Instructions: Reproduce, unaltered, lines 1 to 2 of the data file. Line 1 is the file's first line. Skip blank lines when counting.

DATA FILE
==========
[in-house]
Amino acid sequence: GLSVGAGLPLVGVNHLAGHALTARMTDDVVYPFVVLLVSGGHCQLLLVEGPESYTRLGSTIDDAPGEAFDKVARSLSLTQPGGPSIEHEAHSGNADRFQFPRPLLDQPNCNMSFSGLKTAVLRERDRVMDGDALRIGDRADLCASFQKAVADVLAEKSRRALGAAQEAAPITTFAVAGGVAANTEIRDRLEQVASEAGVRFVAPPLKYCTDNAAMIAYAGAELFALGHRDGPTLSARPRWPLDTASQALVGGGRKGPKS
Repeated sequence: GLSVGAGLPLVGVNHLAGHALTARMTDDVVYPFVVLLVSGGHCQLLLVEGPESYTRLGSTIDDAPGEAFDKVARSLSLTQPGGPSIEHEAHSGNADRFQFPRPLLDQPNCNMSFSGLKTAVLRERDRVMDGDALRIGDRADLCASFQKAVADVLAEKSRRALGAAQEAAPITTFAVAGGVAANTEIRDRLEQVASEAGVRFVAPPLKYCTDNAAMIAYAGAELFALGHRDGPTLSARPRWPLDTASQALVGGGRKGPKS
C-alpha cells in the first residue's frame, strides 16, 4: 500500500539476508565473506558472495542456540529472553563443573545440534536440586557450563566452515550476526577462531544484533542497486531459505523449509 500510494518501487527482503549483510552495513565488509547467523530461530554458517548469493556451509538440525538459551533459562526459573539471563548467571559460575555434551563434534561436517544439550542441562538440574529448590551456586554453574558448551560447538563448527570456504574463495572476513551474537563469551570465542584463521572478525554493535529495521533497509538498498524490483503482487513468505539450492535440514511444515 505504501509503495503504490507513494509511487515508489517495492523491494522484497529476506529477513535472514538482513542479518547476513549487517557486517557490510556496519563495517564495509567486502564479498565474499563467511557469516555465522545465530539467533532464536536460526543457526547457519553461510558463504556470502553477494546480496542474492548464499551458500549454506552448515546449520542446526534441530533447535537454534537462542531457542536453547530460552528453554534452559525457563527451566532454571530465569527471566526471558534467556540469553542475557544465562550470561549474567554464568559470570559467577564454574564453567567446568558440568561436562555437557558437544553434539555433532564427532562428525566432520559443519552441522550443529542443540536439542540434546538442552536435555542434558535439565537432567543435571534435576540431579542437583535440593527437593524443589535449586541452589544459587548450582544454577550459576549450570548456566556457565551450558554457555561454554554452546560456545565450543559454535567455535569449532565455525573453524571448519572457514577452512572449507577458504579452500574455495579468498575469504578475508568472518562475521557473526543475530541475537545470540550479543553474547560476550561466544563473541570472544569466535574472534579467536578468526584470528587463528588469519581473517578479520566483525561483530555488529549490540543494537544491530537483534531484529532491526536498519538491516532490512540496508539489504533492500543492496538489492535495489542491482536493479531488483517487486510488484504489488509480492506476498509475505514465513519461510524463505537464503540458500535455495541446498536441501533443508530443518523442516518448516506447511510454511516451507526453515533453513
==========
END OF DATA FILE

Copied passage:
[in-house]
Amino acid sequence: GLSVGAGLPLVGVNHLAGHALTARMTDDVVYPFVVLLVSGGHCQLLLVEGPESYTRLGSTIDDAPGEAFDKVARSLSLTQPGGPSIEHEAHSGNADRFQFPRPLLDQPNCNMSFSGLKTAVLRERDRVMDGDALRIGDRADLCASFQKAVADVLAEKSRRALGAAQEAAPITTFAVAGGVAANTEIRDRLEQVASEAGVRFVAPPLKYCTDNAAMIAYAGAELFALGHRDGPTLSARPRWPLDTASQALVGGGRKGPKS